This diagram depicts the results of a Kuhl study on American infants exposed to Mandarin in various forms–in person interactions with native speakers versus television or audio recordings of these speakers. As the top blue triangle shows, the American infants exposed in person to native Mandarin speakers performed just as well on a Mandarin phoneme distinction task as age-matched Taiwanese counterparts. However, those American infants exposed to television or audio recordings of the Mandarin speakers performed the same as a control group of American babies exposed to native English speakers during their lab visits. Diagram displayed in Kuhl’s TED TAlk 6, provided courtesy of Dr. Patricia Kuhl’s Lab at the University of Washington.

Kuhl believes that this is primarily because a baby’s interactions with others engages the social brain, a critical element for helping children learn to communicate in their native and non-native languages. 6  In other words, learning language is not simply a technical skill that can be learned by listening to a recording or watching a show on a screen.  Instead, it is a special gift that is handed down from one generation to the next.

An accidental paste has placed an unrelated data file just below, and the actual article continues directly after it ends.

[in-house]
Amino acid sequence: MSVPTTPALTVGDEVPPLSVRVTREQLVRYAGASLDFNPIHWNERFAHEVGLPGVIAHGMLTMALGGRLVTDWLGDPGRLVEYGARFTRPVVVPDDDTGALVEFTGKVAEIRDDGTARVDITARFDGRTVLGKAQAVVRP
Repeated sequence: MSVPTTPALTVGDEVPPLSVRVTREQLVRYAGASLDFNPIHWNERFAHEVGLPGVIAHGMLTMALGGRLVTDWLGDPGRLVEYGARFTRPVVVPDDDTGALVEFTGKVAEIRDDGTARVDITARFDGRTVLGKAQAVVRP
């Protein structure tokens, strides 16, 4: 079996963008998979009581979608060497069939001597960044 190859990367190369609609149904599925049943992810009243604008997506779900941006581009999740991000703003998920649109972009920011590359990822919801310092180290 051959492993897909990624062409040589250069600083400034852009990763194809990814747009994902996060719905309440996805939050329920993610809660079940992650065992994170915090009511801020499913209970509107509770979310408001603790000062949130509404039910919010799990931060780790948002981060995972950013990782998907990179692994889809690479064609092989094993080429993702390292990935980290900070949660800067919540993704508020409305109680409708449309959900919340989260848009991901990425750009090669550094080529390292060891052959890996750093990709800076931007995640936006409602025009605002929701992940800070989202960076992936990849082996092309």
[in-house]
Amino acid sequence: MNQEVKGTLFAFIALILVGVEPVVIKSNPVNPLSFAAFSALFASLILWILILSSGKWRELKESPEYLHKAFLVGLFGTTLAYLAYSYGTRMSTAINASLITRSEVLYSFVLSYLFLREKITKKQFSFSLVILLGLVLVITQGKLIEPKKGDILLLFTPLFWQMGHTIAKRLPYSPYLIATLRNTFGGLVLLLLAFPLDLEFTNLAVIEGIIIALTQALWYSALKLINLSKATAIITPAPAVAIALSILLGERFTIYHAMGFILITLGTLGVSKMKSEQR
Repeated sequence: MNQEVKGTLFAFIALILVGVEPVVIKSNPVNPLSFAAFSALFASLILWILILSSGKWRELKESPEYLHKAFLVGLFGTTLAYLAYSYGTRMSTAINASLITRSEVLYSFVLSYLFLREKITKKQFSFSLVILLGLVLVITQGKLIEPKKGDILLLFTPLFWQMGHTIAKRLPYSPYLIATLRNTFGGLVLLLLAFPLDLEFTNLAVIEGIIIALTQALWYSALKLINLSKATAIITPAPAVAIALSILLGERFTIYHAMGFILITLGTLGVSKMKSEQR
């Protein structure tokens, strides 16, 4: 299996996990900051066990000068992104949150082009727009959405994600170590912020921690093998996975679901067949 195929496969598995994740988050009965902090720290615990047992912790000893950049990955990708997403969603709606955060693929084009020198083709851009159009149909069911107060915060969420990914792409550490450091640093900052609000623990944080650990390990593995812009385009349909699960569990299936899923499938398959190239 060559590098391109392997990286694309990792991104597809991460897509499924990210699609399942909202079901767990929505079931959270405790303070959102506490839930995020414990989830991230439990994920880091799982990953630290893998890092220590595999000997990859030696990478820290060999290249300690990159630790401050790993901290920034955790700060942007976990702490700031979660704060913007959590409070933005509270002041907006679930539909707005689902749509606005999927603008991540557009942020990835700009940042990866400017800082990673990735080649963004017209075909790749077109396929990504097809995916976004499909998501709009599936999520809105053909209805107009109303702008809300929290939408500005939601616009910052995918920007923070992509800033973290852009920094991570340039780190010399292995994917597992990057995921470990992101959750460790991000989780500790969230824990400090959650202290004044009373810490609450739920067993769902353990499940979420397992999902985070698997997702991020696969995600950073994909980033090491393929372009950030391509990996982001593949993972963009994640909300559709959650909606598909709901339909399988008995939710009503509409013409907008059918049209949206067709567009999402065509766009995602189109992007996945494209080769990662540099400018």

Language is learned through talking, singing, storytelling, reading, and many other nurturing experiences shared between caretaker and child.  Babies are naturally curious; they watch every movement and listen to every sound they hear around them.  When parents talk, babies look up and watch their mouth movements with intense wonder.  Parents respond in turn, speaking in “motherese,” a special variant of language designed to bathe babies in the sound patterns and speech sounds of their native language. Motherese helps babies hear the “edges” of sound, the very thing that is difficult for babies who exhibit symptoms of dyslexia and auditory processing issues later on.

Over time, by listening to and engaging with the speakers around them, babies build sound maps which set the stage for them to be able to say words and learn to read later on.  In fact, based on years of research, Kuhl has discovered that babies’ abilities to discriminate phonemes at 7 months-old is a predictor of future reading skills for that child at age 5.7